Background: The physiological and prognostical significance of accessory and expiratory muscles activation is unknown during a spontaneous breathing trial (SBT). We hypothesized that, in patients experiencing weaning failure, accessory and expiratory muscles are activated to cope with an increased respiratory workload. Purpose: To describe accessory and expiratory muscle activation non-invasively by surface electromyography (sEMG) during an SBT and to assess differences in electrical activity (EA) of the inspiratory and expiratory muscles in successful vs. failing weaning patients. Methods: Intubated patients on mechanical ventilation for more than 48 h undergoing an SBT were enrolled in a medical and surgical third-level ICU of the University Teaching Hospital. Baseline characteristics and physiological variables were recorded in a crossover physiologic prospective clinical study. Results: Of 37 critically ill mechanically ventilated patients, 29 (78%) patients successfully passed the SBT. Rapid shallow breathing index (RSBI) was higher in patients who failed SBT compared with the successfully weaned patients at baseline and over time (group-by-time interaction p < 0.001). EA of both the diaphragm (EAdisurf) and of accessory muscles (ACCsurf) was higher in failure patients compared with success (group-by-time interaction p = 0.0174 and p < 0.001, respectively). EA of expiratory muscles (ESPsurf) during SBT increased more in failure than in weaned patients (group-by-time interaction p < 0.0001). Conclusion: Non-invasive respiratory muscle monitoring by sEMG was feasible during SBT. Respiratory muscles EA increased during SBT, regardless of SBT outcome, and patients who failed the SBT had a higher increase of all the inspiratory muscles EA compared with the patients who passed the SBT. Recruitment of expiratory muscles-as quantified by sEMG-is associated with SBT failure.

Pozzi, M., Rezoagli, E., Bronco, A., Rabboni, F., Grasselli, G., Foti, G., et al. (2022). Accessory and Expiratory Muscles Activation During Spontaneous Breathing Trial: A Physiological Study by Surface Electromyography. FRONTIERS IN MEDICINE, 9(10 March 2022) [10.3389/fmed.2022.814219].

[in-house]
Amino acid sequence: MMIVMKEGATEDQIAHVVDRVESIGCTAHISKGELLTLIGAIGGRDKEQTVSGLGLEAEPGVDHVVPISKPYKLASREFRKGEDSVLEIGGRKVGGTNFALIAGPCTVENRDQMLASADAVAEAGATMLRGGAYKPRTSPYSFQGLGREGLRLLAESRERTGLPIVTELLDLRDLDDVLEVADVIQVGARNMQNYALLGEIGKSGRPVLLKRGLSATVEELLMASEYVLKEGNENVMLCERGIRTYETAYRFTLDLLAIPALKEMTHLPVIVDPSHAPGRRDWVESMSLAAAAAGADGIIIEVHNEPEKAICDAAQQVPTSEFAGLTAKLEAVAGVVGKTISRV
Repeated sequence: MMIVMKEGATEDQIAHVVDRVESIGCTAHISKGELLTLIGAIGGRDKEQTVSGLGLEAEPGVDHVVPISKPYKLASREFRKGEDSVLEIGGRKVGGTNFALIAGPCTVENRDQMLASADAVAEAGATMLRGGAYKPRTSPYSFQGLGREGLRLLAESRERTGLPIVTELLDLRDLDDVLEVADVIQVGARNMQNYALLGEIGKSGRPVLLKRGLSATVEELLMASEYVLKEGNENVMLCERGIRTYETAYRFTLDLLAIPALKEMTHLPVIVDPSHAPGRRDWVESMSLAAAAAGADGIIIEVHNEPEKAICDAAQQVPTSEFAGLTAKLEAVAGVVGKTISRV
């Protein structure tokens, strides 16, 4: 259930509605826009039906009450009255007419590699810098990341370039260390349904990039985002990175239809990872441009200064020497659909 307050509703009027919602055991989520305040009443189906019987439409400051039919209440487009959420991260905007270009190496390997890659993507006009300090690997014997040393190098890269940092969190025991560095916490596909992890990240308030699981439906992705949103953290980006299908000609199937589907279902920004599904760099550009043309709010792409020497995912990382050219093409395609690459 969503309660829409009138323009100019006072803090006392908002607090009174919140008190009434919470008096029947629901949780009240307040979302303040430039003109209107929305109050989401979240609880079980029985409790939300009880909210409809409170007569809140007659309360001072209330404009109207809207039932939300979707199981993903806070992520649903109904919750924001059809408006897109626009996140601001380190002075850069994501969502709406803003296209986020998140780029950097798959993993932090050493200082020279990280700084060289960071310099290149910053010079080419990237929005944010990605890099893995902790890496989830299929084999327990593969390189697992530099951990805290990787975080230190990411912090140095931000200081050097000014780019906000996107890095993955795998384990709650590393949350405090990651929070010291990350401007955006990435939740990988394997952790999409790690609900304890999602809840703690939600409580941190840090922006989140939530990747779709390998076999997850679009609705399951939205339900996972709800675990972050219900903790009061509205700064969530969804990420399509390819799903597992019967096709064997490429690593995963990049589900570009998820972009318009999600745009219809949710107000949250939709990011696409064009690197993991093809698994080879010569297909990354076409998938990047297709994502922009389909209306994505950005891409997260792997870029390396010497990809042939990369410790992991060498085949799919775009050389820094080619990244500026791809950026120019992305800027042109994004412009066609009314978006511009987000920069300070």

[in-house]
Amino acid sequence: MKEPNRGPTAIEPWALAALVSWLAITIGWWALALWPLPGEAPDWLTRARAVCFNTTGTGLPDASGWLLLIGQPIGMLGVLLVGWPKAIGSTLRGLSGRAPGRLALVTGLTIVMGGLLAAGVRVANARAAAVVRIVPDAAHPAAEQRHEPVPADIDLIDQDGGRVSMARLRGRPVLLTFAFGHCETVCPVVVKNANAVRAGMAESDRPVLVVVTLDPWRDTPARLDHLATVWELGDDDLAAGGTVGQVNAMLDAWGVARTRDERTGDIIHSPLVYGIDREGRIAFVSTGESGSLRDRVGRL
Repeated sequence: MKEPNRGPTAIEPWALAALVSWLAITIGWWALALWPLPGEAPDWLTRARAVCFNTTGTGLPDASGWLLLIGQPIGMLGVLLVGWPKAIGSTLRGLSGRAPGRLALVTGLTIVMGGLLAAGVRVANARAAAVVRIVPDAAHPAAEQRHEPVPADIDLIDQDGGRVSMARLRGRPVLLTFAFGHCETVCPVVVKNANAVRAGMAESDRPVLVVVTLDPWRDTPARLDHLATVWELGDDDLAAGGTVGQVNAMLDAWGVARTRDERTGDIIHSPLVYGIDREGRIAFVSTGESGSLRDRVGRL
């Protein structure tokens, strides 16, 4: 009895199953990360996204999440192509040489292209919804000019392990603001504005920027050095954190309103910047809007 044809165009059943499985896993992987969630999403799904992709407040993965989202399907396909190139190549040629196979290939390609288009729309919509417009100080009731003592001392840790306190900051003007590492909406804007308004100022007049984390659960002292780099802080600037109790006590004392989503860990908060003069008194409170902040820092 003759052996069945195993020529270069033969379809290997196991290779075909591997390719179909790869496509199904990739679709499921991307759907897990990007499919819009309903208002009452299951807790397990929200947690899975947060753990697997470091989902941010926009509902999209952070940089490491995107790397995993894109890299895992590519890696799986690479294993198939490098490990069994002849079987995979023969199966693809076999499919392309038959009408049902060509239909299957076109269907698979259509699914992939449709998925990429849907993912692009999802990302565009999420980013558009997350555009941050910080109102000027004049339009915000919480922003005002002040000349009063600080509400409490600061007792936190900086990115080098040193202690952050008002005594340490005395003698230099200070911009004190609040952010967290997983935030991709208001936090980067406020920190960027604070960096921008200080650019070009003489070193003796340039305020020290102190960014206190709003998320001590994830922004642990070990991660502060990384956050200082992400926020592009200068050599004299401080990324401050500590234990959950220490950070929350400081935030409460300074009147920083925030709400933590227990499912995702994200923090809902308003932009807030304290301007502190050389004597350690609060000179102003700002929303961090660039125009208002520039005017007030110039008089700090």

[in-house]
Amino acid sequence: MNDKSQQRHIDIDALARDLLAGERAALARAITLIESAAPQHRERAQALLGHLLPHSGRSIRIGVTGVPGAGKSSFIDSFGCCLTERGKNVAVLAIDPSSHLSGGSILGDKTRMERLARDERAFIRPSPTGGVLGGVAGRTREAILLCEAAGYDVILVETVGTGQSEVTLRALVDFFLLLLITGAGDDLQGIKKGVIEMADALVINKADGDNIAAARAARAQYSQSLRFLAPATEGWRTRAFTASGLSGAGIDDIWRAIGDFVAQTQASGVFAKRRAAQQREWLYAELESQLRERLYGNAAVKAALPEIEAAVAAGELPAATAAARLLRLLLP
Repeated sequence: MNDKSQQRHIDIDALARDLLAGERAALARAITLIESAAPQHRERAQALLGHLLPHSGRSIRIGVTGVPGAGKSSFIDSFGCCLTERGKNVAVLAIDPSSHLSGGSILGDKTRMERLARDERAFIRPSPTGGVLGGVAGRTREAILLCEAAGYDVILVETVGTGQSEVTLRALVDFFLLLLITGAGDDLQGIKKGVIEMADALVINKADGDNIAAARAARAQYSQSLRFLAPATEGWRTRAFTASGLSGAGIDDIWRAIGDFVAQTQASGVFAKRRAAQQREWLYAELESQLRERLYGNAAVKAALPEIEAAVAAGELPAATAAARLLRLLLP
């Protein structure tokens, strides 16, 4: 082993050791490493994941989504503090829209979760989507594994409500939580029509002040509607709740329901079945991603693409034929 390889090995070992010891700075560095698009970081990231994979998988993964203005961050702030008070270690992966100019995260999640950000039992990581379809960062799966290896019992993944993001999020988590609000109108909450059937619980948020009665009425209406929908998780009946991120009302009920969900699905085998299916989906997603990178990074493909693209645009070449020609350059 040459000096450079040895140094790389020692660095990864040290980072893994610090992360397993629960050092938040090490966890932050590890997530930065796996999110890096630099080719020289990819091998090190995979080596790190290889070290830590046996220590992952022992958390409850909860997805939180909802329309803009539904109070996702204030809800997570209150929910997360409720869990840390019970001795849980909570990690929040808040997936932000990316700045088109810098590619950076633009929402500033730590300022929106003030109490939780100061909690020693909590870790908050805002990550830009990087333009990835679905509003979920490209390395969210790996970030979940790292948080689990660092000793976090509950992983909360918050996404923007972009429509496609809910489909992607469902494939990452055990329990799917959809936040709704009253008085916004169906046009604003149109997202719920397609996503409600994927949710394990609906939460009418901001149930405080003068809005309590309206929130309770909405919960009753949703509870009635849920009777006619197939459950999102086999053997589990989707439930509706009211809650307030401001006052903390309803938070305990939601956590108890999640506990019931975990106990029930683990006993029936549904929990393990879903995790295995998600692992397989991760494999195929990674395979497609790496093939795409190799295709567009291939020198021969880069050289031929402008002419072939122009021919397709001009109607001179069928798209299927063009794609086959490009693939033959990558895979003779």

Accessory and Expiratory Muscles Activation During Spontaneous Breathing Trial: A Physiological Study by Surface Electromyography

Pozzi, Matteo
Primo
;
Rezoagli, Emanuele
Secondo
;
Bronco, Alfio;Rabboni, Francesca;Grasselli, Giacomo;Foti, Giuseppe
Penultimo
;
Bellani, Giacomo
Ultimo
2022

Abstract

Background: The physiological and prognostical significance of accessory and expiratory muscles activation is unknown during a spontaneous breathing trial (SBT). We hypothesized that, in patients experiencing weaning failure, accessory and expiratory muscles are activated to cope with an increased respiratory workload. Purpose: To describe accessory and expiratory muscle activation non-invasively by surface electromyography (sEMG) during an SBT and to assess differences in electrical activity (EA) of the inspiratory and expiratory muscles in successful vs. failing weaning patients. Methods: Intubated patients on mechanical ventilation for more than 48 h undergoing an SBT were enrolled in a medical and surgical third-level ICU of the University Teaching Hospital. Baseline characteristics and physiological variables were recorded in a crossover physiologic prospective clinical study. Results: Of 37 critically ill mechanically ventilated patients, 29 (78%) patients successfully passed the SBT. Rapid shallow breathing index (RSBI) was higher in patients who failed SBT compared with the successfully weaned patients at baseline and over time (group-by-time interaction p < 0.001). EA of both the diaphragm (EAdisurf) and of accessory muscles (ACCsurf) was higher in failure patients compared with success (group-by-time interaction p = 0.0174 and p < 0.001, respectively). EA of expiratory muscles (ESPsurf) during SBT increased more in failure than in weaned patients (group-by-time interaction p < 0.0001). Conclusion: Non-invasive respiratory muscle monitoring by sEMG was feasible during SBT. Respiratory muscles EA increased during SBT, regardless of SBT outcome, and patients who failed the SBT had a higher increase of all the inspiratory muscles EA compared with the patients who passed the SBT. Recruitment of expiratory muscles-as quantified by sEMG-is associated with SBT failure.
Articolo in rivista - Articolo scientifico
electrical activity; expiratory muscles; inspiratory muscles; non-invasive surface electromyography; spontaneous breathing trial (SBT); weaning;
English
Pozzi, M., Rezoagli, E., Bronco, A., Rabboni, F., Grasselli, G., Foti, G., et al. (2022). Accessory and Expiratory Muscles Activation During Spontaneous Breathing Trial: A Physiological Study by Surface Electromyography. FRONTIERS IN MEDICINE, 9(10 March 2022) [10.3389/fmed.2022.814219].
Pozzi, M; Rezoagli, E; Bronco, A; Rabboni, F; Grasselli, G; Foti, G; Bellani, G
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Utilizza questo identificativo per citare o creare un link a questo documento: https://hdl.handle.net/10281/365108
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